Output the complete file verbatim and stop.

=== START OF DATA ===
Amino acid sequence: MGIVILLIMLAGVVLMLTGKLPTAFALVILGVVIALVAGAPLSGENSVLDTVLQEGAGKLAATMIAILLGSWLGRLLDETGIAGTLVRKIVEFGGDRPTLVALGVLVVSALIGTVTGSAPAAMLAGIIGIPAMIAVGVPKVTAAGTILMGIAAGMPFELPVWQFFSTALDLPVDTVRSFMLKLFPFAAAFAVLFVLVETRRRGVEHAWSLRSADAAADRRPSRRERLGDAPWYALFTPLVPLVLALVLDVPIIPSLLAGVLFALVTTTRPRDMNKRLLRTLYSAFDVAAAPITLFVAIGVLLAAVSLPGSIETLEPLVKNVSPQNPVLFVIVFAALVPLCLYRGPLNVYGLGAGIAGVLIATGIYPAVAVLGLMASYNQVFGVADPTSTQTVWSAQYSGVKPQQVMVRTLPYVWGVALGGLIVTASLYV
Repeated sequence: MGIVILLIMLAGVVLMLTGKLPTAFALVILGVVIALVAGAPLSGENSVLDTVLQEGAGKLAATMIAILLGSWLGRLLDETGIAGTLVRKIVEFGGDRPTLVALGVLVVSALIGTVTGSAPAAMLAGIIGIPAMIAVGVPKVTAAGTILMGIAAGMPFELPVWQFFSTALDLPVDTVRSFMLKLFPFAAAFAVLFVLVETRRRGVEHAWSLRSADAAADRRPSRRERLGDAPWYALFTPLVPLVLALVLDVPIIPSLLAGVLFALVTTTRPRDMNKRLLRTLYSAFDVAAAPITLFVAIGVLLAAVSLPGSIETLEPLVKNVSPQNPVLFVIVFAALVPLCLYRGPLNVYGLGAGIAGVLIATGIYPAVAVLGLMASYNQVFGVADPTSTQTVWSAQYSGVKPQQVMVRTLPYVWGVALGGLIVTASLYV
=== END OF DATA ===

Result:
Amino acid sequence: MGIVILLIMLAGVVLMLTGKLPTAFALVILGVVIALVAGAPLSGENSVLDTVLQEGAGKLAATMIAILLGSWLGRLLDETGIAGTLVRKIVEFGGDRPTLVALGVLVVSALIGTVTGSAPAAMLAGIIGIPAMIAVGVPKVTAAGTILMGIAAGMPFELPVWQFFSTALDLPVDTVRSFMLKLFPFAAAFAVLFVLVETRRRGVEHAWSLRSADAAADRRPSRRERLGDAPWYALFTPLVPLVLALVLDVPIIPSLLAGVLFALVTTTRPRDMNKRLLRTLYSAFDVAAAPITLFVAIGVLLAAVSLPGSIETLEPLVKNVSPQNPVLFVIVFAALVPLCLYRGPLNVYGLGAGIAGVLIATGIYPAVAVLGLMASYNQVFGVADPTSTQTVWSAQYSGVKPQQVMVRTLPYVWGVALGGLIVTASLYV
Repeated sequence: MGIVILLIMLAGVVLMLTGKLPTAFALVILGVVIALVAGAPLSGENSVLDTVLQEGAGKLAATMIAILLGSWLGRLLDETGIAGTLVRKIVEFGGDRPTLVALGVLVVSALIGTVTGSAPAAMLAGIIGIPAMIAVGVPKVTAAGTILMGIAAGMPFELPVWQFFSTALDLPVDTVRSFMLKLFPFAAAFAVLFVLVETRRRGVEHAWSLRSADAAADRRPSRRERLGDAPWYALFTPLVPLVLALVLDVPIIPSLLAGVLFALVTTTRPRDMNKRLLRTLYSAFDVAAAPITLFVAIGVLLAAVSLPGSIETLEPLVKNVSPQNPVLFVIVFAALVPLCLYRGPLNVYGLGAGIAGVLIATGIYPAVAVLGLMASYNQVFGVADPTSTQTVWSAQYSGVKPQQVMVRTLPYVWGVALGGLIVTASLYV